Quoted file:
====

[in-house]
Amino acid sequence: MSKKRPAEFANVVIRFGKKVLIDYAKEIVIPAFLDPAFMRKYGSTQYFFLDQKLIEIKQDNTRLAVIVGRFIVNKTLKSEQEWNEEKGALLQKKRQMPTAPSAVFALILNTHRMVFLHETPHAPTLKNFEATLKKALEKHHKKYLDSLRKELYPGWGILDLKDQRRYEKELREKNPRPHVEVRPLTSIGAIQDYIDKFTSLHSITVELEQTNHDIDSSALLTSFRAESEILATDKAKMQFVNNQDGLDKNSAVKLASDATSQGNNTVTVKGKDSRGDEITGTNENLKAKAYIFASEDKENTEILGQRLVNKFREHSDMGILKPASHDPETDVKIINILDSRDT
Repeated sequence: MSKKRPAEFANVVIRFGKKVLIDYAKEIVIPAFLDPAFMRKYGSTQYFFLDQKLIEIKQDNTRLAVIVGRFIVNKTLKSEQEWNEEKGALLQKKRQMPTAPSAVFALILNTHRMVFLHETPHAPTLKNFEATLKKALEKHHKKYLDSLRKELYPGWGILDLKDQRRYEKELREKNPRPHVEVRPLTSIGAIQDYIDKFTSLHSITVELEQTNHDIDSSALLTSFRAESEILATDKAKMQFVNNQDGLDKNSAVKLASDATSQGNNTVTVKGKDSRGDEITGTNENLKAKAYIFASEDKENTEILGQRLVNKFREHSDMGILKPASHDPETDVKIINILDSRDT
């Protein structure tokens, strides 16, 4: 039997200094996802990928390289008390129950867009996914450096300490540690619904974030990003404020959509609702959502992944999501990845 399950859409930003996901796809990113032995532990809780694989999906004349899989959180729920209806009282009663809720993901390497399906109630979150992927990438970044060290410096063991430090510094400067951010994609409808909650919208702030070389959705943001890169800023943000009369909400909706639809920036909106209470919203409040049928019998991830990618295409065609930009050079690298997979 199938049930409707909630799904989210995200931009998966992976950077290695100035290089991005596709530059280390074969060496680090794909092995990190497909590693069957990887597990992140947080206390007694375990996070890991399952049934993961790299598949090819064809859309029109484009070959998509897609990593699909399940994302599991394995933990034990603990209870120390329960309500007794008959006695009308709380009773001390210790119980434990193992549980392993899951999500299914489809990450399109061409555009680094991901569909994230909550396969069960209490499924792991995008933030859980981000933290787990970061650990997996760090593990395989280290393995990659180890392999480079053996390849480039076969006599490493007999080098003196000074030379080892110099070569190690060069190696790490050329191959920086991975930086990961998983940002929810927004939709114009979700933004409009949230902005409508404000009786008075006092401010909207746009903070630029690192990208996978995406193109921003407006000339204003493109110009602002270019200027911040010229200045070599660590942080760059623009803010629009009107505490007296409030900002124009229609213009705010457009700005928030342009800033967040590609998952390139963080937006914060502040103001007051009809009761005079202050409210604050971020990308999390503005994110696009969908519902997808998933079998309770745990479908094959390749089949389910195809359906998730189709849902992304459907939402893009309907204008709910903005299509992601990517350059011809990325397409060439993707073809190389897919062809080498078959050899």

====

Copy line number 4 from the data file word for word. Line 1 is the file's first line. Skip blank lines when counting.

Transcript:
């Protein structure tokens, strides 16, 4: 039997200094996802990928390289008390129950867009996914450096300490540690619904974030990003404020959509609702959502992944999501990845 399950859409930003996901796809990113032995532990809780694989999906004349899989959180729920209806009282009663809720993901390497399906109630979150992927990438970044060290410096063991430090510094400067951010994609409808909650919208702030070389959705943001890169800023943000009369909400909706639809920036909106209470919203409040049928019998991830990618295409065609930009050079690298997979 199938049930409707909630799904989210995200931009998966992976950077290695100035290089991005596709530059280390074969060496680090794909092995990190497909590693069957990887597990992140947080206390007694375990996070890991399952049934993961790299598949090819064809859309029109484009070959998509897609990593699909399940994302599991394995933990034990603990209870120390329960309500007794008959006695009308709380009773001390210790119980434990193992549980392993899951999500299914489809990450399109061409555009680094991901569909994230909550396969069960209490499924792991995008933030859980981000933290787990970061650990997996760090593990395989280290393995990659180890392999480079053996390849480039076969006599490493007999080098003196000074030379080892110099070569190690060069190696790490050329191959920086991975930086990961998983940002929810927004939709114009979700933004409009949230902005409508404000009786008075006092401010909207746009903070630029690192990208996978995406193109921003407006000339204003493109110009602002270019200027911040010229200045070599660590942080760059623009803010629009009107505490007296409030900002124009229609213009705010457009700005928030342009800033967040590609998952390139963080937006914060502040103001007051009809009761005079202050409210604050971020990308999390503005994110696009969908519902997808998933079998309770745990479908094959390749089949389910195809359906998730189709849902992304459907939402893009309907204008709910903005299509992601990517350059011809990325397409060439993707073809190389897919062809080498078959050899």